Home ContentCrisp is so good, it’s goong!

Crisp is so good, it’s goong!

Published : June 25, 2020

GOONG!!!!!!!! by Simon Cowling and Juraj Horniak.

Reviewed by P.A. Sinclair.

Book Review: Photography.

Self-published. blurb.com. 2020. www.templedog.com.au

Goong is a Thai word for prawn but when two seasoned creatives, photographer Simon Cowling and art director Juraj Horniak joined forces on a rollicking road trip to the wilds of the Pilbara, the temptation to turn such an animated word into something far more relevant to their “brief” could not be resisted.

So, when the two famished travelers feasted on a dish of goong kra, crispy prawns, in a Port Hedland restaurant, the birth of a new adjective to describe crisp, simple and intense was born, as was a collection of Simon’s images curated by Juraj in their recently published book, GOONG!!!!!!!!.

Juraj says every image he chose had to be “goong”. “Impact is everything,” he states. “Brutally simple shapes and intense colours, no frills, no subtlety and no apologies.” Indeed, GOONG!!!!!!!! is a retina burning collection of some of Simon’s extensive portfolio from years of travelling.

For additional guidance, the pair turn to the photographs of Jeffrey Smart whom Simon describes as one of his cornerstones of hard-edge minimalist perfection.

“On the assignment where the word goong came into our dictionary, Juraj’s entire brief to me for that shoot was two words: ‘Jeffrey Smart’…so for me, that was perfect – no further instruction needed. That brief and the coining of that word came to define our working relationship together,” Simon explains.


The purples and greens and yellows and reds dominate the 50 travel images from Fez, Tuscany, Zimbabwe, Mauritania, Marrakech, Andalusia, Rottenest Island, Perth and many other exotic locations. This is not a photography book of images of the Pilbara despite Port Hedland being the origin of their new moniker.  

Self-published via blurb.com GOONG!!!!!!!! is an art-exhibition in a book. Dense matt stock delivers page after page of unrelenting colour saturating the senses from start to finish. From ships to street art, temples, lilies and nice hats, Simon breathes interest and excitement into our everyday environment. He sees the world sharply, geometrically with precise composition and lashings of goong.

On digital photography Simon says he loves it. He does not miss the old film days.

“I don’t care if I never see another darkroom in my life” he laughs. However, he explains that while he loves the artform he bemoans somewhat that digital photography has changed the entire playing field.

“It has bought photography into a lot of people’s consciousness but it has made everyone a photographer. It’s also bought about a lot of very earnest young people who have turned photography into an intellectual exercise. Just get a decent picture down. That takes about twenty years,” says Simon, who has mastered the craft over fifty years.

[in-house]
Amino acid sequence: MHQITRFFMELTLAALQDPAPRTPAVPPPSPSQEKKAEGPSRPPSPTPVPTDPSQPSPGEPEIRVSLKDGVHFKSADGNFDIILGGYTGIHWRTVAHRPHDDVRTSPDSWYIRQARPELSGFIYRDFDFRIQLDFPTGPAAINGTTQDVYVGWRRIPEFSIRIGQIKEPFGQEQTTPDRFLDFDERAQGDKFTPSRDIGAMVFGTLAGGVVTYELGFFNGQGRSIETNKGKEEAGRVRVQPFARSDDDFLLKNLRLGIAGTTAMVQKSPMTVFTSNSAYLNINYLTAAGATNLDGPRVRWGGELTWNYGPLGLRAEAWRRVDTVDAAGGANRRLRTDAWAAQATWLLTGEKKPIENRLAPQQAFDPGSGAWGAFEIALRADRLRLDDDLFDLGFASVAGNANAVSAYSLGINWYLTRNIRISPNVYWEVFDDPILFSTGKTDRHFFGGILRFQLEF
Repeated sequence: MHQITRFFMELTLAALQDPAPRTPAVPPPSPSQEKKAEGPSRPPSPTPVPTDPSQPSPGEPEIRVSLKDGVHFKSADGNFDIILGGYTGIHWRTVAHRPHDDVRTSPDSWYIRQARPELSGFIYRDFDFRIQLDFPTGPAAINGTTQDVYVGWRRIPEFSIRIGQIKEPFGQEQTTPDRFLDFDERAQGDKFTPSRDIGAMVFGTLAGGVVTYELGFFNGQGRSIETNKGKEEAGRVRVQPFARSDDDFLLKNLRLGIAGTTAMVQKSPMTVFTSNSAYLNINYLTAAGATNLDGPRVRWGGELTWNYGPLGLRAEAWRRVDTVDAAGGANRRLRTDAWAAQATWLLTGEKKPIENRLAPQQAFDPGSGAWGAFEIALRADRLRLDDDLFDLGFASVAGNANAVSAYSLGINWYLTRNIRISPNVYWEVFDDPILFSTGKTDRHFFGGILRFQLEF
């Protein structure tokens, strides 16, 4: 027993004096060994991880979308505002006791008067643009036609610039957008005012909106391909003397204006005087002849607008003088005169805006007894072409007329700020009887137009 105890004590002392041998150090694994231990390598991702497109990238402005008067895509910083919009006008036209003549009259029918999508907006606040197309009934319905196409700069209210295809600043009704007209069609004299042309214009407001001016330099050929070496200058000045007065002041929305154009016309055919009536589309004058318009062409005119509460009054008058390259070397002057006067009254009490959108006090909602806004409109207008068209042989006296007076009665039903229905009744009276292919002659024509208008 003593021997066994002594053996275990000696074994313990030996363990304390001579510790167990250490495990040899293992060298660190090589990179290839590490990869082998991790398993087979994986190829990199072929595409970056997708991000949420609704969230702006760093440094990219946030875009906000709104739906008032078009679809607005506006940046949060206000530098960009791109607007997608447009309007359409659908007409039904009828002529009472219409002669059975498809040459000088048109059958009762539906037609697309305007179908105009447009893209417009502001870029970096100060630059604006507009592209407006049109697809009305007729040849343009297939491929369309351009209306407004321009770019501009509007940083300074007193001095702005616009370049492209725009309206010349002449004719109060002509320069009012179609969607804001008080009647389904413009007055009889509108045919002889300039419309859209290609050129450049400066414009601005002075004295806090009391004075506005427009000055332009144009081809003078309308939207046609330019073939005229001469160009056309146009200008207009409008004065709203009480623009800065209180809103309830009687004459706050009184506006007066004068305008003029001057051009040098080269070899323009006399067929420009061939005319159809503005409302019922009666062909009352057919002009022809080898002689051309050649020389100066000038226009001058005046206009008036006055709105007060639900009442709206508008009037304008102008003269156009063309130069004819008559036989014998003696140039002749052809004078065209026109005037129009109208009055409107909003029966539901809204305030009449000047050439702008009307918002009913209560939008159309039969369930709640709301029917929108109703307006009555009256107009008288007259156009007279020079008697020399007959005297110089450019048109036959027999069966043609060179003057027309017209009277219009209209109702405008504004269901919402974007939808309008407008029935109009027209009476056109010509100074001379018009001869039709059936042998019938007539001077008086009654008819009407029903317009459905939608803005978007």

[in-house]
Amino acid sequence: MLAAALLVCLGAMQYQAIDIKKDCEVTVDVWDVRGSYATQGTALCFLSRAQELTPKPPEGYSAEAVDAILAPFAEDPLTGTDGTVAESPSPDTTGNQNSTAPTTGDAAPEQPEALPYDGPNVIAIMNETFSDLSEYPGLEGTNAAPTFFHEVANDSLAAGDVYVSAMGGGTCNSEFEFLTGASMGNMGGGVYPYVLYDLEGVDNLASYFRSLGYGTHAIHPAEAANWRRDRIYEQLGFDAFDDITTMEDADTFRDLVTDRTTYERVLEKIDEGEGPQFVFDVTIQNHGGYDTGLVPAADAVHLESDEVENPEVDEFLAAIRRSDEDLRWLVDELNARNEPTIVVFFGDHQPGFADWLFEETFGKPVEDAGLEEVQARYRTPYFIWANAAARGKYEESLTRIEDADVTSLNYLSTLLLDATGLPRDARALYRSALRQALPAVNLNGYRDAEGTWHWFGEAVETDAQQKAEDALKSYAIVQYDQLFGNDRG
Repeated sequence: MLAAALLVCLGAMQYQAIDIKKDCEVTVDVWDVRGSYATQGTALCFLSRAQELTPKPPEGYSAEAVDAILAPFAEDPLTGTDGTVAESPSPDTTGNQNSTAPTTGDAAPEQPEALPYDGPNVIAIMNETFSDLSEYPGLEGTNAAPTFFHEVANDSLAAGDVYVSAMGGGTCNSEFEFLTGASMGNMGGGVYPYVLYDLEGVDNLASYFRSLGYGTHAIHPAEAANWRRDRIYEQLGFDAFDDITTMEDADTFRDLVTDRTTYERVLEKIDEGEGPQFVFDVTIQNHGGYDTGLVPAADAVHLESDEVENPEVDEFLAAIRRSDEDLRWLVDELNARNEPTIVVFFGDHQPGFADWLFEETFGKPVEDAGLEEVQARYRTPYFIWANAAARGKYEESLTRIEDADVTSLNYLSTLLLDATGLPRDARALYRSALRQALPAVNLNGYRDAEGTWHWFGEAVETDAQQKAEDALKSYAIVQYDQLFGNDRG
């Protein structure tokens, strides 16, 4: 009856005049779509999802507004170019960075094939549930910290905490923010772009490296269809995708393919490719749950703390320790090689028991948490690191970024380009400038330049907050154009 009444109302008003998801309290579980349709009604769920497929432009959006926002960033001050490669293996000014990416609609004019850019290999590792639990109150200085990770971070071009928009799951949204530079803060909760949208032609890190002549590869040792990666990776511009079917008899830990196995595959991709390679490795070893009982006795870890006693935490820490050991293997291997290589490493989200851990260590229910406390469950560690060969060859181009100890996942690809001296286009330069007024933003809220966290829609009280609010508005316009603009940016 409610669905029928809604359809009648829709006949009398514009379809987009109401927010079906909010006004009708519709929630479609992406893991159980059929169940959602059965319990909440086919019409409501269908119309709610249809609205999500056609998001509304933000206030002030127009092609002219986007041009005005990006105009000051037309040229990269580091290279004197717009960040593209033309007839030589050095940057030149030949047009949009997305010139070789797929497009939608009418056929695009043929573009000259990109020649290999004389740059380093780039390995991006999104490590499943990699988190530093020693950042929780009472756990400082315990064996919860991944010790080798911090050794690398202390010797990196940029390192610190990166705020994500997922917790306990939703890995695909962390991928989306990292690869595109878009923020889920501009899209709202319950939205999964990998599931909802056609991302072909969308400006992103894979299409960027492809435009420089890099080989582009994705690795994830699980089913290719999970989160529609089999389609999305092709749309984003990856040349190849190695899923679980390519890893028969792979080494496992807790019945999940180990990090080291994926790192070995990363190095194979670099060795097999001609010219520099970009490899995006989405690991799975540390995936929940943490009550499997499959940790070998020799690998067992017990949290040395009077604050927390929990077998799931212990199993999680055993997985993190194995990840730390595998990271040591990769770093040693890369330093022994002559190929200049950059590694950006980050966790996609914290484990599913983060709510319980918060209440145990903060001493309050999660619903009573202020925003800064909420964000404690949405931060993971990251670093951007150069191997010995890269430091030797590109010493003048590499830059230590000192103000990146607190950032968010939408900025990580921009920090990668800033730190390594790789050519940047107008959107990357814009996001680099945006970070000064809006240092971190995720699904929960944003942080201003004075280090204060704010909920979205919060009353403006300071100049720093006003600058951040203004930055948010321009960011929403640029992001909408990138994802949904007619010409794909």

Simon loves the photoshop aspect of his art. For him the Photoshop or Lightroom side of it is where he can really rub his hands together and drive the image.

 “The digital side of it lets you delve into the image so much more than you could in a darkroom, it’s really wonderful. The stuff you can pull out of shadow detail and colours and the ease,” he says. Simon explains that the digital process lets you get so much more out of an image than you could in a darkroom. “Colour processing in a darkroom is really tricky and difficult, expensive and destructive as far as chemicals,” he explains.

Simon likens the difference between shooting in RAW versus jpeg as sandpapering a piece of beautiful sold jarrah versus plywood.

“You can sand a piece of jarrah for years and not touch the surface whereas you get to the other side of plywood in about twelve minutes. You can find detail in RAW image without destroying the image and really guide your viewer toward how you want them to look at it. That’s the trick.”

Simon started in photography by accident as an eighteen-year old when he met a chap at a family barbeque who set up a meeting with his friends who had just started a photography business. Three years later Simon left and forged a career in commercial photography for thirty years. After a short burn out period his photo mojo returned and his life the for last seven years has been working with artists, recreating their work for books and exhibitions on photographic paper he processes and prints in his studio, a den beneath his house.

Simon believes photography is story-telling and “the way you process an image draws the viewer’s eye to the point you are making,” he concludes. In this collection of his images that point is crisp, clear, with no frills and definitely no apologies. Juraj is a happy art director and goong will spread amongst the photographic world as a word to describe crisp though it will always mean prawn in Thailand.

GOONG!!!!!!!! is available to purchase online via blurb.com, Simon doesn’t make any money out of his books, they are purely a legacy for his family. You can see some of Simon’s other books on the website too and can take advantage of occasional discounts of up to 50%.  

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